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People's Daily Online>>China Business

China Voice: China's development momentum sustainable

(Xinhua)

08:23, March 20, 2012

BEIJING, March 19 (Xinhua) -- China's economy will slow down, but not because of a loss of momentum.

A runner cannot sprint all the time; he must pace himself so that he can run faster later in the race. The same holds for the Chinese economy: after over three decades of virtually uninterrupted growth, it must drift toward a steady but slower pace.

China's leaders have set the country's economic growth target at 7.5 percent for 2012, a year of political transition. The move marks the first time for the target to be set below 8 percent in eight years.

The downshift, partly a result of global economic problems, shows the government's willingness to sacrifice some speed for better balance, coordination and sustainability. The self-directed slowdown will leave more room for China's economic restructuring.

The global financial crisis and its aftermath have shown China the need for an updated growth mode that - despite great improvements in productivity - is still too dependent on assembling goods for export without adding value, as well as on heavy industries that create pollution and eat up significant amounts of capital.

The transition, although an arduous task, will not be out of reach with policymakers creating concrete plans for the 12th Five-year Plan period (2011-2015).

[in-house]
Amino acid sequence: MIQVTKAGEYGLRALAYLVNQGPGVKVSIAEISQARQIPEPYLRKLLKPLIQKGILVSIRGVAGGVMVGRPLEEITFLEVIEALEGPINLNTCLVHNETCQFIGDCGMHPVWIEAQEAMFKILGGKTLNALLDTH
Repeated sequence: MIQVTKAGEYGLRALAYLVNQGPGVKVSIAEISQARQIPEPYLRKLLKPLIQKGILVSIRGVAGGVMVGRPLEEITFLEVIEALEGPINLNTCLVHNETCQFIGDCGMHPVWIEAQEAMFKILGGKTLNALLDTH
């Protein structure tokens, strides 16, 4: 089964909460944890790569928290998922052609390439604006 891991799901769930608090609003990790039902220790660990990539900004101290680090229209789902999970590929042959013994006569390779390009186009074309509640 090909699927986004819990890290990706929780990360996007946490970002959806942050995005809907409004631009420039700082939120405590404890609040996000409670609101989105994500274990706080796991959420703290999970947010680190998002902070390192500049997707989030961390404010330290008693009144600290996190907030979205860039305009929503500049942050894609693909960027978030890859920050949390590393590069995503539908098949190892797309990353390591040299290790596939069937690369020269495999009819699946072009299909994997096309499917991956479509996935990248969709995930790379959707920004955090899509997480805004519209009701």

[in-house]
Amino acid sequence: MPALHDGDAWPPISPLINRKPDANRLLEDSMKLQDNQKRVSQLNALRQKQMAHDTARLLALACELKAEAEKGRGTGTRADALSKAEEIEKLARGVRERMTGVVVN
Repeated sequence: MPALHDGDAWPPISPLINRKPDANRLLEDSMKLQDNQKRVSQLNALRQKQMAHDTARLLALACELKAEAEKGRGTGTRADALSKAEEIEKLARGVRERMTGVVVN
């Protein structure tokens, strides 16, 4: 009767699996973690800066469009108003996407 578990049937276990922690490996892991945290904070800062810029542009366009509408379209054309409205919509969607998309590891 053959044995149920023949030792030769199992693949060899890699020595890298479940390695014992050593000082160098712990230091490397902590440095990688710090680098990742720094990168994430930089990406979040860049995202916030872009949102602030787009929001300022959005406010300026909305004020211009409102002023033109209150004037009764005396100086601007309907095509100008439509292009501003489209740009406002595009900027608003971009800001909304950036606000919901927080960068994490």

Ample commodity supplies, an abundance of human resources, financial capability and accelerating technological innovation will ensure an upswing in the nation's economy.

More importantly, China has an emerging buying power that will make the world envious.

With a population of over 1.3 billion, China can create an astronomical domestic market that can support employment, boost growth both at home and abroad and offset the export slump.

The demand for consumption and investment will not dry up in the foreseeable future, as China's rapid urbanization and industrialization, as well as rising household incomes, will fuel both of these areas.

As the government continues to increase spending related to social security, health care, education and low-income housing, people will tend to save less and spend more.

Maintaining people's livelihoods as a fiscal priority will also ensure that the fruits of economic growth are more widely shared. In return, it will cement social stability, which has been key to China's sustainable growth.

Meanwhile, China still has a better chance of sustaining productivity growth when the gains from adopting existing technologies run out, as it already devotes a bigger share of its GDP to research and development than other countries with similar income levels.

China's long-term potential will depend on its ability to adapt quickly, make complex decisions and implement them effectively to counter any crisis. But even with challenges ahead, there is no doubt that the country will continue to make progress.

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